(That's less than $7 per day!)
Children under 12 - only $5 or 3 - DAY CHILD PASS ONLY $!!!!!!!!
OK, I noticed pretty quickly here how generally reluctant people are here to those who make even mildly critical remarks about the city and how it's run. You can't fool everyone all the time, so this condition quickly leads to war between those who want to look on the "bright side", and those who hole up on a hillside and call in to radio hosts to tell people the city sucks.
The truth I think most people know, is that the city is very beautiful and could be very livable if it was run better.
I mean sh-- Snow happens, and for the most part it should not cause a city that many problems-- even in large amounts, especially one in that does get some regular significant snow.
OK, I have to admit to finding it somewhat funny and sick that the city needs national guard troops to help shuttle people around and help with emergency response. Yes, many people live in out of the way places, on narrow winding streets (and that's a subject in itself) but--hello many of these streets were blocked and too narrow to be plowed because of parked cars.
The adult thing to say when a major storm is known to be coming is --get your car off any narrow street or it will be towed. Get your car off any major snow route or it will be towed. Move your car to one side of the street so we can plow and the other side the next day, so we can plow.
There is no such thing as a city without any chance of a lot of rain, or snow or some other natural problem and there can be no livable city run by children. (just look at yinz pension fund)
What are Yinz living in a Rob Rogers Cartoon here? Be back with more thoughts about snow.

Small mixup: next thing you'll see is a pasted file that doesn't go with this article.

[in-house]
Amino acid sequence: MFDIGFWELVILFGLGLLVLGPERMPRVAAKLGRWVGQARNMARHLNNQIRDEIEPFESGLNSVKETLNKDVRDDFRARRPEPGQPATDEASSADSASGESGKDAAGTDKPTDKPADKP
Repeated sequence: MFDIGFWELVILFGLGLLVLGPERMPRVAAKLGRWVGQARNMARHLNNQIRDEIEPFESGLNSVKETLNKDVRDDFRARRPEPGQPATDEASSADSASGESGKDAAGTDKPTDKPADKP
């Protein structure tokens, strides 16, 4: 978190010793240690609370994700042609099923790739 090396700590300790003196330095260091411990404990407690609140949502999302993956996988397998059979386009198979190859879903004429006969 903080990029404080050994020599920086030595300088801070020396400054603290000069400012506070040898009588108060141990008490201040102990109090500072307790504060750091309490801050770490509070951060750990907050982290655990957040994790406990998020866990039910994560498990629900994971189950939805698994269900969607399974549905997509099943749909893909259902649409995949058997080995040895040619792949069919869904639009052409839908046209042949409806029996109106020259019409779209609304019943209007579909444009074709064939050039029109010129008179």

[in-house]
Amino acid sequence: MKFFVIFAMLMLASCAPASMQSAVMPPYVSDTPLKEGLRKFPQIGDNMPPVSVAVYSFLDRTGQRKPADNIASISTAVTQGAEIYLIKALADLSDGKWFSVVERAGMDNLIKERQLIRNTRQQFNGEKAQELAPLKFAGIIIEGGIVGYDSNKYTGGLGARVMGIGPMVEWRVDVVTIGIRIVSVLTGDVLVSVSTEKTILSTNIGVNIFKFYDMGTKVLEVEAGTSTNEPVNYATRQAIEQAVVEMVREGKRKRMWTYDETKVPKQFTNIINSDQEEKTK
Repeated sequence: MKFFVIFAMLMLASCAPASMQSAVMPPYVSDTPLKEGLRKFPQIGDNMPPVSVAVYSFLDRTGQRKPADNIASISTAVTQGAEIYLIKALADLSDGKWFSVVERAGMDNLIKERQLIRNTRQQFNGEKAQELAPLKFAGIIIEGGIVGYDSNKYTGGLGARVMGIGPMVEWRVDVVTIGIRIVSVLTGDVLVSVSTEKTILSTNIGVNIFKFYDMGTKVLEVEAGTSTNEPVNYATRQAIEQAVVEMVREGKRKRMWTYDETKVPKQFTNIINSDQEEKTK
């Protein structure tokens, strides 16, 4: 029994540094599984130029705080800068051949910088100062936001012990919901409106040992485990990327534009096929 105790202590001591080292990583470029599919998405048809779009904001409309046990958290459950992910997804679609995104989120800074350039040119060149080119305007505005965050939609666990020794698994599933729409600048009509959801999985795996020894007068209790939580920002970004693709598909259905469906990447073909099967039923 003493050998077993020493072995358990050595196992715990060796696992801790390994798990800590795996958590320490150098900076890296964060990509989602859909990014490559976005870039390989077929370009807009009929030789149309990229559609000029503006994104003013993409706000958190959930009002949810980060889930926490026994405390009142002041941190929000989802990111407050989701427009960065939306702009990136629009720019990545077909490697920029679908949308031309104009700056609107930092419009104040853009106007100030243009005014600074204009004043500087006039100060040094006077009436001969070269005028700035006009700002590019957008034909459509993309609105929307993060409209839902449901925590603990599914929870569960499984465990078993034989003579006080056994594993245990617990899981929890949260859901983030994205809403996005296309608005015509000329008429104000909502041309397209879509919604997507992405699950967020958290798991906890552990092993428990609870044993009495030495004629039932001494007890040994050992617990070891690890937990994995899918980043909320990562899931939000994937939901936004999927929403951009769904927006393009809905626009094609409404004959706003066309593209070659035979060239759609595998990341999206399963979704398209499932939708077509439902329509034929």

Hello, sorry for not posting, I've been pretty busy and distracted, partly by dialogs and interactions on other more active blogs like Urbanophile, and to a much lesser extent Rust Wire and others.
I guess, I also get down comparing the blog with what I hoped it would be--some kind of active forum to see and talk about the city and it's creative communities from a variety of perspectives and view points, both from inside the region and outside.
"Art, Urban Design, Transit, Chaos and all that. A blog about really making Pittsburgh into one of the country's most creative and livable cities."
I still want that and I know there are enough smart involved people here blogging to get together and do something like that. I think we can see a string of days or posts on here that give a glimpse of the potential.
I'm still looking for people who think they can add a few posts a month and comments are always welcome. (I mean comments beyond-- Great blog, if you need auto repairs go to Joe Sixpack)
If you've ever or never been to an "Unblurred" First Fridays art crawl on Penn Avenue (mostly in the 4800-5500 blocks), then your are in for a rare treat. The Geek Art + Green Innovators is a platform to showcase current, eccentric and electrifying innovations from the "green" and technology industries in Pittsburgh and beyond.